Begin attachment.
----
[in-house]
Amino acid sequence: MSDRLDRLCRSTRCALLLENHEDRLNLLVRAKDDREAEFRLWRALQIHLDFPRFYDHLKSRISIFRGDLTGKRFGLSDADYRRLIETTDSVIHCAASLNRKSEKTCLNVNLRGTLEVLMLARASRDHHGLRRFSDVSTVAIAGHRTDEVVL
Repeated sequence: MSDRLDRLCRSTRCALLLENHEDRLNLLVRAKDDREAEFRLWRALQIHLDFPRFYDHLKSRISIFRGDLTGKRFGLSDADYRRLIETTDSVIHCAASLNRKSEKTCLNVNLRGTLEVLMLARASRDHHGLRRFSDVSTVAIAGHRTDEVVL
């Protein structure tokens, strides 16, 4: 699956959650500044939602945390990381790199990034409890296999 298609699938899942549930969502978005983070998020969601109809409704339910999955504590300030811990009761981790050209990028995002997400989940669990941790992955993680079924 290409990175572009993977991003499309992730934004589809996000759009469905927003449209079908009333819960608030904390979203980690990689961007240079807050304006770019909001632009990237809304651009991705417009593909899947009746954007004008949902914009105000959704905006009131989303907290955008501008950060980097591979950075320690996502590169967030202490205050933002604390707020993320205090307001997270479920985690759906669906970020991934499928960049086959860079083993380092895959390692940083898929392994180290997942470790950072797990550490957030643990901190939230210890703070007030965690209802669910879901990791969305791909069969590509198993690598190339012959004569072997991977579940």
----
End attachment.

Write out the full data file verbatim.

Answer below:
[in-house]
Amino acid sequence: MSDRLDRLCRSTRCALLLENHEDRLNLLVRAKDDREAEFRLWRALQIHLDFPRFYDHLKSRISIFRGDLTGKRFGLSDADYRRLIETTDSVIHCAASLNRKSEKTCLNVNLRGTLEVLMLARASRDHHGLRRFSDVSTVAIAGHRTDEVVL
Repeated sequence: MSDRLDRLCRSTRCALLLENHEDRLNLLVRAKDDREAEFRLWRALQIHLDFPRFYDHLKSRISIFRGDLTGKRFGLSDADYRRLIETTDSVIHCAASLNRKSEKTCLNVNLRGTLEVLMLARASRDHHGLRRFSDVSTVAIAGHRTDEVVL
């Protein structure tokens, strides 16, 4: 699956959650500044939602945390990381790199990034409890296999 298609699938899942549930969502978005983070998020969601109809409704339910999955504590300030811990009761981790050209990028995002997400989940669990941790992955993680079924 290409990175572009993977991003499309992730934004589809996000759009469905927003449209079908009333819960608030904390979203980690990689961007240079807050304006770019909001632009990237809304651009991705417009593909899947009746954007004008949902914009105000959704905006009131989303907290955008501008950060980097591979950075320690996502590169967030202490205050933002604390707020993320205090307001997270479920985690759906669906970020991934499928960049086959860079083993380092895959390692940083898929392994180290997942470790950072797990550490957030643990901190939230210890703070007030965690209802669910879901990791969305791909069969590509198993690598190339012959004569072997991977579940």